I had a bunch of footage and some words on that footage, but for some reason I can’t get it to work. Instead of rambling about McFadden’s positives, I’m going to fight the negative stuff that’s been mentioned lately. McFadden has never had a chance to play in a system in which he’s not the center of attention. You know this pick is only going to light a huge fire inside of Justin Fargas. You know JaMarcus and the deep pass will always be the key to the Raiders offense. There’s simply no way that McFadden can become the focus of the Raiders offense.
No scout or NFL expert can predict what kind of openings McFadden will find when he’s not the fixation of an offense. Teams couldn’t zero in-on McFadden even thought they knew he was going to get the ball; hell, Arkansas got so bold they decided to start snapping the ball to McFadden. Granted the Razorbacks also used him at quarterback because he can actually throw, and I don’t doubt the Raiders use him there, or run a halfback pass once or twice a year, but Arkansas needed him to touch the ball that often, the Raiders won’t. When Raider opponents focus on stopping the passing game, that’s when the Raiders will unleash McFadden. Again, Arkansas never had even an average passing attack during McFadden’s 3-year stay, where as Adrian Peterson played with a Heisman trophy winner for two years (Jason White). My point is that we have no idea how great McFadden’s going to be, but if the guys on ESPN are going to compare Peterson and McFadden, they better start with their college performances. We could compare 40-yard dash times, game stats, and records, but that’s like comparing a Red apple and Red Delicious apple; they pretty much look the same. McFadden was by far the more valuable player to his team than Peterson, and came from a program no where near as good; no offense Arkansas. This is just one of many reasons why I think McFadden is the better prospect. We’ll just have to wait and see what kind of pro he ends up being.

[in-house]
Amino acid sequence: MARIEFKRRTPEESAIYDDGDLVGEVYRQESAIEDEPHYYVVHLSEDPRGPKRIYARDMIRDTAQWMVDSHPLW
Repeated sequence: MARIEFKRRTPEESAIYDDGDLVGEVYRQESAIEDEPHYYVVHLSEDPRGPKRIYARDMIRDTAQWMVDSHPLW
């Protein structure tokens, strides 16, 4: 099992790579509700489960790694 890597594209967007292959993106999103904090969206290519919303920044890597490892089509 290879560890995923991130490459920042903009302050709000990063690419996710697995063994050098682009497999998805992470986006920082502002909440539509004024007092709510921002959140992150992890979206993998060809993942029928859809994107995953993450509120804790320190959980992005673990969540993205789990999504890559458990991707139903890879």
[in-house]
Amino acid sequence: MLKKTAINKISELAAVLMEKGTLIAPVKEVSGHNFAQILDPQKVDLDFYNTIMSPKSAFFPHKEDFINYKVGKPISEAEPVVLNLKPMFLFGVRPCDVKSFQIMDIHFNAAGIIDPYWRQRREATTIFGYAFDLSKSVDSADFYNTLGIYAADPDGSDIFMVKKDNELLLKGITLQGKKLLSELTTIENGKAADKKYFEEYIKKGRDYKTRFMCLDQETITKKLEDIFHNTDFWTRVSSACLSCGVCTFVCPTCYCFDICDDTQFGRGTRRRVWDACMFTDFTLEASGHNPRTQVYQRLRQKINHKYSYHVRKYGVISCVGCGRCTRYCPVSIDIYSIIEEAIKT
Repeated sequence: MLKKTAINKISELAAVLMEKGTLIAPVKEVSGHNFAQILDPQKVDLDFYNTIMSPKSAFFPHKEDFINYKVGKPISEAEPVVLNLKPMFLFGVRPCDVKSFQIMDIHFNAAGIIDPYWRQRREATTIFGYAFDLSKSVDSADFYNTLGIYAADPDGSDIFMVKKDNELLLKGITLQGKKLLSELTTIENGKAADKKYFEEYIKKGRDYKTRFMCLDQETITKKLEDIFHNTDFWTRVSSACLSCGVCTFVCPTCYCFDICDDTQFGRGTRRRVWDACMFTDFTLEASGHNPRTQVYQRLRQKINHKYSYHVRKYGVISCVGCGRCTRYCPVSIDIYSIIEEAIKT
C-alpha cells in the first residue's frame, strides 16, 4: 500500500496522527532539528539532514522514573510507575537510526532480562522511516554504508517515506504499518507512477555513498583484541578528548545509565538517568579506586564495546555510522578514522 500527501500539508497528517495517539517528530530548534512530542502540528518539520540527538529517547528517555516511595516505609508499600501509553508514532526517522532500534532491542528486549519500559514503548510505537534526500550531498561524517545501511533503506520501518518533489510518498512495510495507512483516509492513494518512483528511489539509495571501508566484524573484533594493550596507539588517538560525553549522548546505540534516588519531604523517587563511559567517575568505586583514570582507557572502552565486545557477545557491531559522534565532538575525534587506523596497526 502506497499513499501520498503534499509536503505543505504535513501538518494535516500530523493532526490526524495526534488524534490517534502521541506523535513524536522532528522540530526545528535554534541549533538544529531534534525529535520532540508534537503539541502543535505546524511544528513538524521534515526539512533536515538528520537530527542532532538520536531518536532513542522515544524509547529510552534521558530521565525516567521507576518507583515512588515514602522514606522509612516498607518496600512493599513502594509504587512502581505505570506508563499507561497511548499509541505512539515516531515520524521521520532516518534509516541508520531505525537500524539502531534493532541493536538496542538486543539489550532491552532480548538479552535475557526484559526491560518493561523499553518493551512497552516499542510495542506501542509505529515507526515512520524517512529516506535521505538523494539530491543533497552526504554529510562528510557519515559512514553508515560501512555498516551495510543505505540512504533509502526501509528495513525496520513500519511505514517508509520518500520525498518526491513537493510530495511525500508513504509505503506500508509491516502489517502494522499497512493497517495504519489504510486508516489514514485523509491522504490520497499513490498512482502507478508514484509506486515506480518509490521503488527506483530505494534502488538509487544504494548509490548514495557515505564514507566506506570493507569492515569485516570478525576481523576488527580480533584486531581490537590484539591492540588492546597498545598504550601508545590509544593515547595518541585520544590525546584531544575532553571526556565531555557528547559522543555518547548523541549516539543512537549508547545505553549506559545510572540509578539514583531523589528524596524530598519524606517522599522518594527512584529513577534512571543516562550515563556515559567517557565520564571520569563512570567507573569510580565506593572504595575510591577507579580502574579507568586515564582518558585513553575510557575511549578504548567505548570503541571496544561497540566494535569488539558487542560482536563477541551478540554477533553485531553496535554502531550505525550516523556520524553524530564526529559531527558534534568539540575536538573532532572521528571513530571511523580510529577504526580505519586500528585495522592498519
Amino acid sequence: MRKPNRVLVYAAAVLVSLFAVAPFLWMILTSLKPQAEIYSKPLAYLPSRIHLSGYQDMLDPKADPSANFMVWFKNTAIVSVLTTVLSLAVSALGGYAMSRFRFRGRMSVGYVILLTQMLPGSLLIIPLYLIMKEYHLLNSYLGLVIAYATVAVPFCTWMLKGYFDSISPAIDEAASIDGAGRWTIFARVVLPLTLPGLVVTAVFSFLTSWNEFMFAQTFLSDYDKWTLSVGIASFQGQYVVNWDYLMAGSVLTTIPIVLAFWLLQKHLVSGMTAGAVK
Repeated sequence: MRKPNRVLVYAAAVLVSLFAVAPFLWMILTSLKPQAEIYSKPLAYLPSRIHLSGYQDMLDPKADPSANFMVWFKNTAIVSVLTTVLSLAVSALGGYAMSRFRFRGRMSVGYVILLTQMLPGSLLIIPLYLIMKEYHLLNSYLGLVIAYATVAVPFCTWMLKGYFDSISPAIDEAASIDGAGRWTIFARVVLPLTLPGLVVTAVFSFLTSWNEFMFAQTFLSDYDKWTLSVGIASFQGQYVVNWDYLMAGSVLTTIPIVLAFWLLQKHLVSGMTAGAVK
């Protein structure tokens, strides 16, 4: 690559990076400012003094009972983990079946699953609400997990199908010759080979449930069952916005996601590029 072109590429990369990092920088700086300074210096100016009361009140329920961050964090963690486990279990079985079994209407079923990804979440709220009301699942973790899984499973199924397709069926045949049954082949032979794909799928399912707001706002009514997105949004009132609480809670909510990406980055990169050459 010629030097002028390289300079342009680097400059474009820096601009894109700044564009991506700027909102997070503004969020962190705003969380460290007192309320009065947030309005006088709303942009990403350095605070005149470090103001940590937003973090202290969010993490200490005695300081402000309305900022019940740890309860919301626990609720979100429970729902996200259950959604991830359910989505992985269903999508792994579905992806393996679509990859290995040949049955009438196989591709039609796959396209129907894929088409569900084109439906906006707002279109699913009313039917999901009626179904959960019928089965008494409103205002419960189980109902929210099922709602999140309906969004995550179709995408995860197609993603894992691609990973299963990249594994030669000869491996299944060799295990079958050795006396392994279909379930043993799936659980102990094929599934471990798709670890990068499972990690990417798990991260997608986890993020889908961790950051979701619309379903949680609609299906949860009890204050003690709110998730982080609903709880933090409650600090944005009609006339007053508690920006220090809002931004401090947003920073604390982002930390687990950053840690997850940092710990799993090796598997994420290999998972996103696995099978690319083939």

This is where I laugh. Merrill Hodge and many others believe McFadden’s legs are what will separate him from the success Peterson found, but I think it’s the complete opposite. Hodge was a slow running back that was moved to fullback when he entered the league, but he didn’t have the body-mostly leg strength-to make the transition. The time in the weight room is limited in college, but at the next level you’re paid to be in the weight room twice as long as you’re aloud in college. Like Hodge had to do, McFadden will hit the weights, putting on the muscle and strength he needs. Remember, he’s only 20; he’s got a little more growing to do. Maybe not this year, but by his second season I look for McFadden’s legs to not be a liability. He may not get his long legs up high like Rodger Craig or Eddie George did in their day, but the muscle he’ll be able to put on will help keep him from injury, and help him to break more tackles.
So with that, I see no holes in this selection, and I’m elated with the drafting of Darren McFadden.